One effect that definitely had to be calculated was the amount of stunt and wirework that Dafoe took on himself. According to him, when it's not CGI, that's him on the infamous Goblin glider.

"I was the glider guy," says Dafoe. "It was on wires, [and] sometimes it was on a crane. Sometimes it was on a gimbal and sometimes it was fixed and sometimes it would fly. In the really big shots where it's in the landscape, that's generally CGI."

Dafoe wasn't too concerned about injury on the job. The crew worked hard to insure the safety of the ultimate Spider-villain... not that it wasn't hairy at times.

"One of the scariest things about the glider was that because of the way it moves when it's on the gimbal, you're locked into the thing with your feet. It's a good way to snap some bones in your body. It was a little scary that way."

Fortunately, the production had apparently thought ahead, scheduling the tough stuff for later in the shoot.

"They were very smart about this because I started with the Norman Osborn role," says Dafoe. "We shot a lot of the early stuff, not necessarily in sequence, but when they would shoot the school stuff or the Mary Jane and Peter stuff, I would be rehearsing, doing fight stuff with the fight guys, [or] working on developing the costume, because I had a long time to work with that before we had to actually use it on the day. I felt safe."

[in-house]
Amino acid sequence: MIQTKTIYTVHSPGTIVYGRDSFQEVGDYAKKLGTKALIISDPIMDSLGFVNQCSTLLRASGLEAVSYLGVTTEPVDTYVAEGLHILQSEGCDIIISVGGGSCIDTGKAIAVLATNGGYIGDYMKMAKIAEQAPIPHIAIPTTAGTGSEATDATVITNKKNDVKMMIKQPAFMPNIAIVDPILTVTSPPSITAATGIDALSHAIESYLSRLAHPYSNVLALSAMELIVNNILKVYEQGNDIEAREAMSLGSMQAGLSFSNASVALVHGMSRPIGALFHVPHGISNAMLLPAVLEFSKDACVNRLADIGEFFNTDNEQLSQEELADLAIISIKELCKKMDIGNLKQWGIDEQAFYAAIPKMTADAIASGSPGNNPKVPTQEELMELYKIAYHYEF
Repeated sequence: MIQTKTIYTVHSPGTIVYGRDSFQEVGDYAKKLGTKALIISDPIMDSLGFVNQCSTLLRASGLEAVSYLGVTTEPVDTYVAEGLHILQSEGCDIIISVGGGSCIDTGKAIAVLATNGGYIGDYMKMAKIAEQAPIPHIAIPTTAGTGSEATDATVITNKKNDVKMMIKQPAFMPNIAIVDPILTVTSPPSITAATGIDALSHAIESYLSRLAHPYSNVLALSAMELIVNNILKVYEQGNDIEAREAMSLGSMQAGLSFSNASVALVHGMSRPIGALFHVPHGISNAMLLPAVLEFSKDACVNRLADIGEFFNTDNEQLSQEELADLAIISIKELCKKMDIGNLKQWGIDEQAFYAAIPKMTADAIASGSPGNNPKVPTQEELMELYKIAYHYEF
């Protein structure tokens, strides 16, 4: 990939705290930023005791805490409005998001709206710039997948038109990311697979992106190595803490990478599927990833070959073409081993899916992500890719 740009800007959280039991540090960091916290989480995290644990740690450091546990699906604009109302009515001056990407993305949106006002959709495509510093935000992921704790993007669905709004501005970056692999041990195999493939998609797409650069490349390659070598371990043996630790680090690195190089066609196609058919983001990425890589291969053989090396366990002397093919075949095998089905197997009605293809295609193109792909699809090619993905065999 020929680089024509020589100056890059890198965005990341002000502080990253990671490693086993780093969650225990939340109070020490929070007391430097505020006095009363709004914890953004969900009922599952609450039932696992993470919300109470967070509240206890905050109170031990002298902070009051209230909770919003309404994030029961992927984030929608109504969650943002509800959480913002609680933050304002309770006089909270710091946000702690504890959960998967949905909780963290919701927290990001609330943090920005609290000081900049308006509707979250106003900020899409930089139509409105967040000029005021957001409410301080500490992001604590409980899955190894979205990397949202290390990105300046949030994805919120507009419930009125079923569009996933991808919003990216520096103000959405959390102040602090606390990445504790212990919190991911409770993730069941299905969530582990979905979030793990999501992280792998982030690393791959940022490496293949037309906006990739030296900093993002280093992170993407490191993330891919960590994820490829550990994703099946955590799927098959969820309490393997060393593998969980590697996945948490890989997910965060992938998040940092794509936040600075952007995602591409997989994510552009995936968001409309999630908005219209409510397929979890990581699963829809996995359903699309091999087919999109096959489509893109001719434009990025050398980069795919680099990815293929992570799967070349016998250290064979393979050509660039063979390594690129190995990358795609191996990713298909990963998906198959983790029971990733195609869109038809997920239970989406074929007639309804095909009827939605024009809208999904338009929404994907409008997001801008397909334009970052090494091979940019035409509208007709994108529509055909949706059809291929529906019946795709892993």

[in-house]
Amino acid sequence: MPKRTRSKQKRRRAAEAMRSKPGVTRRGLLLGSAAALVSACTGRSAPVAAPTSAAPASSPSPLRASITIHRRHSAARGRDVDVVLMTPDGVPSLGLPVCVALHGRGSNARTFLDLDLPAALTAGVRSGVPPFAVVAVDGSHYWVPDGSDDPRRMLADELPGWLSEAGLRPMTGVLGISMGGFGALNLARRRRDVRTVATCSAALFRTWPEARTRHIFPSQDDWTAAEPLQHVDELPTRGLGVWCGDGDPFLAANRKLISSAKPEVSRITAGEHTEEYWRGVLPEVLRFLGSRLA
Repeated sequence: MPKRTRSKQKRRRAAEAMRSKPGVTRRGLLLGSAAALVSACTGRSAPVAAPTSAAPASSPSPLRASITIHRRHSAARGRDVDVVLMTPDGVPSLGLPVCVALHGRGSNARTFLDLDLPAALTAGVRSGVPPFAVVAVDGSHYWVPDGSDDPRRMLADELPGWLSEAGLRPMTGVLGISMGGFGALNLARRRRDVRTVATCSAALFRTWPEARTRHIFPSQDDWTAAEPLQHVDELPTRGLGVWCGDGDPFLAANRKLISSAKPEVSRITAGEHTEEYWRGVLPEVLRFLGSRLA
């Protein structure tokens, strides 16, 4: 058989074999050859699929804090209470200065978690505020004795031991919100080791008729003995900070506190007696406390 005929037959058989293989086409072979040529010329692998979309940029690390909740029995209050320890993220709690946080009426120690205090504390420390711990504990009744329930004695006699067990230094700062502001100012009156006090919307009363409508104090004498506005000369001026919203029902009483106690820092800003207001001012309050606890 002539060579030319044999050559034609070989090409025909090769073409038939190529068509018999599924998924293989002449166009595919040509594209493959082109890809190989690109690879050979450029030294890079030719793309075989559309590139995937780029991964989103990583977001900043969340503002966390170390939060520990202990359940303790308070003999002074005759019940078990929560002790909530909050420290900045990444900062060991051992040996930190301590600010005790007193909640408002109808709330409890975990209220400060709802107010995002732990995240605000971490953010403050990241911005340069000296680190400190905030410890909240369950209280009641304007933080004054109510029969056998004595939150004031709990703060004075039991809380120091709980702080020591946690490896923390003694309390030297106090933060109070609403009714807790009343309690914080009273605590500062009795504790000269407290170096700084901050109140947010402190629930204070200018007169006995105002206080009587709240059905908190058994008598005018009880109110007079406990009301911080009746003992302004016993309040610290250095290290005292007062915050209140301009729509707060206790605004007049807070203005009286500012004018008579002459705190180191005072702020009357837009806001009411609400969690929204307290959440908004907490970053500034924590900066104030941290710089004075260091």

Dafoe also felt safe with all the wirework in the movie, even if some of it, unlike Dafoe thankfully, ended up on the floor... the cutting room floor, that is.

Metallic and mean, it's the Green Goblin!

"With any of these effects, you shoot way more than you end up using. I liked doing that stuff because it's challenging. You always have to finesse it, no matter how good these stunt guys are, it's like a big slalom course. You're always making adjustments."

Surprisingly, Dafoe doesn't find the effects-heavy shooting at all distracting.

"It helps you, actually," says Dafoe. "For me, most often acting is a series of tasks and that is always the way you focus your concentration. I always feel most comfortable being very concrete about things to do. When you're doing the technical work, it's the same. It actually focuses you."

While some might find it odd that Dafoe does so much of his own stunt work, the actor sees it as an essential part of the character.

"As far as the stunts go, I did as much as I could," says Dafoe. "I like doing it, and also it's very important how the Goblin moves even if it's split seconds. You don't want someone doing your part for you, but there were really good stuntmen and a couple of things I just couldn't do. It was too dangerous because in some stunt work, no matter how safe you are, if it goes south on you, something really bad can happen."

While "something really bad" happens to the Goblin at the end of the movie, you can be sure he'll be back... somehow.

"In the comic, [Norman's son] Harry becomes the Green Goblin, and number two, [Norman later] returns with a big slash in his torso. Obviously, if this movie does well, there's going to be a sequel. So, when I talked to them, half joking, but half serious, I said, 'Sam, what do you think, a little flashback or something like that?' He said, 'Not in the next one - maybe if there's one after that.'"